One hundred and fifty years ago today shots rang out at Fort Sumter in South Carolina to launch the Civil War. Historically, that’s one of the only facts not hotly debated when it comes to Civil War history. As sesquicentennial commemorations get underway, primarily throughout the South, many assume it will be a “whites only” affair.
In December, a ”>“secession ball” was held in South Carolina. There was a re-enactment of the swearing in of Jefferson Davis as provisional president of the Confederate States of America in Montgomery in February. Several canons went off in Charleston this morning to mark the Civil War’s beginning. Battle re-enactments are planned there as well as in Pennsylvania and other states. Over the next four years, there will be a flurry of more publicized Civil War commemoration activities. After all, for Civil War buffs, re-enactments especially are nothing new. It’s been a robust hobby for decades actually.
As pivotal as the Civil War is in our nation’s complex history, African-Americans appear less enthusiastic about the sesquicentennial. For many, slavery continues to be an understandably difficult period of history to process. It is, however, necessary to process it. And while organizations like the Sons of Confederate Veterans do insist that states’ rights and not slavery was at the center of the Civil War, they are, thankfully, largely in the minority now. One of the most encouraging developments of the sesquicentennial has been the growing acknowledgment that slavery was indeed at the core of the start of the Civil War and, that, in itself, represents tremendous progress.
Of course, in a nation where perpetual racial discord makes for sexier news copy than any positive steps towards racial reconciliation, we have heard less about the efforts of many Civil War sesquicentennial organizations to incorporate African-Americans in their programming. John Culpepper, head of the Georgia Civil War Commission and founder of the Tri-State Civil War 150th Commemoration Association, which connects Georgia with Alabama and Tennessee, is one of many organizers who, according to USA Today, say “the 150th anniversary will be an inclusive look at the Civil War, with an increased emphasis on the efforts of African-Americans and women in the conflict.”
It is particularly noteworthy that many of these efforts are not the mandate of federal or state funding. Because of the bleak economy, most sesquicentennial activities have had to turn to independent funding sources. In fact, Illinois Congressman Jesse Jackson, Jr.’s efforts to introduce the Civil War Sesquicentennial Commission Act, which would have provided federal dollars for such programming, have been unsuccessful. Therefore, the desire for greater inclusion is a positive sign of the times that shouldn’t go unacknowledged.
It’s a far cry from fifty years ago when the nation, especially the South, was embroiled in another battle in the ongoing struggle of African-Americans for guaranteed civil and human rights in this nation. In 1961, Mississippi governor Ross Barnett donned a confederate general’s uniform and led a parade that celebrated segregation and racial subjugation.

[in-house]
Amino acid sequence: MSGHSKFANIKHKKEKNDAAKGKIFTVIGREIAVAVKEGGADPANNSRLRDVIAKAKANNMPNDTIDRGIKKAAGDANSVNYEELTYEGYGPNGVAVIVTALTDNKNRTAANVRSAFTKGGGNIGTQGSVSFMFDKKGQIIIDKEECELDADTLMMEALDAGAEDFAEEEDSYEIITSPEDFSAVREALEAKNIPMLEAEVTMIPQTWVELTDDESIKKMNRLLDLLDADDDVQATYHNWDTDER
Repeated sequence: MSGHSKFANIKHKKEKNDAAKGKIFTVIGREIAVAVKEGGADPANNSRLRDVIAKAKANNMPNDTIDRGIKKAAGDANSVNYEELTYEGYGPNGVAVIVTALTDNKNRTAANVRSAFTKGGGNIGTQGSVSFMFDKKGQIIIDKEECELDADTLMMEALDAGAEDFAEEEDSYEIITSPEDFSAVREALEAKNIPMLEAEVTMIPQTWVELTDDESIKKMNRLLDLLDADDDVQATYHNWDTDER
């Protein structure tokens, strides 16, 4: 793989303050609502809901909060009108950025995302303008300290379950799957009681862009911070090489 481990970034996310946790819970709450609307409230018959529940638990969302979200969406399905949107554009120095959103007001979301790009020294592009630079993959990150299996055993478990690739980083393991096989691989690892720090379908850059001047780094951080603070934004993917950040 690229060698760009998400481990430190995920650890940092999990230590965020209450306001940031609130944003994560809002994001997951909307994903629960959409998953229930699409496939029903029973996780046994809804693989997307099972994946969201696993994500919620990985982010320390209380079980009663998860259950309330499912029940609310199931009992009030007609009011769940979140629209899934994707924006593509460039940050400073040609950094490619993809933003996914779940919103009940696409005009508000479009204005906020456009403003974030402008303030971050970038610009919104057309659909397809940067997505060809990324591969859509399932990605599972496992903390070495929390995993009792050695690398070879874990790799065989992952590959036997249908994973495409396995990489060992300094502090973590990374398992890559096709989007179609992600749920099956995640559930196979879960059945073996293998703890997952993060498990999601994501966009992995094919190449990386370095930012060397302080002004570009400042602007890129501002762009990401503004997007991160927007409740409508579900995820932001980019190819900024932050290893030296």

That’s not quite the tide of the times today. Current Mississippi Governor and staunch Republican Haley Barbour surprised Jackson’s Clarion-Ledger with his statements that “Slavery was the primary, central, cause of secession” and that “The Civil War was necessary to bring about the abolition of slavery” as well as “Abolishing slavery was morally imperative and necessary.”
Barbour has hardly been characterized as a friend to the black agenda and, right now, has yet to pardon two African-American sisters despite pleas from the NAACP and other organizations so his statements are beyond profound.
With an African-American president in office, the Civil War sesquicentennial is a prime opportunity for black Americans to raise timely issues of race that are still rooted in not just centuries of enslavement but also in the Jim Crow era. One hundred and fifty years later, there has been a lot of progress for African-Americans but many obstacles still remain. If we keep sweeping those issues under the rug, how are we ever to attack and eradicate the problem?
The truth of the matter is that there are still African-Americans who object to any mention of slavery. Yes, they want it to be brought out in the context of the Civil War but they do not wish to truly examine and engage it. The mere appearance of a person within a historical time frame dressed as a slave still enrages many African-Americans regardless of the context. If we are to gain the most out of the next four years as history commands us to revisit the Civil War, we can’t just plan activities for the war’s end, when slavery was abolished. Instead, we have to get uncomfortable and relive the pain of our ancestors through this dark period of our history in order to come out stronger as a people.
Like it or not, the Civil War is very much a part of African-American history and we can’t simply play the background by reacting to what twisted organizations like the Sons of Confederate Veterans do. We must be proactive and tell our own stories. The history of the U.S. colored troops is one that we must honor. Our enslaved ancestors were no bystanders in their fight for freedom. We owe it to them and to ourselves to not let history pass us by. If we aren’t going to tell the story ourselves, then, really, what is the point?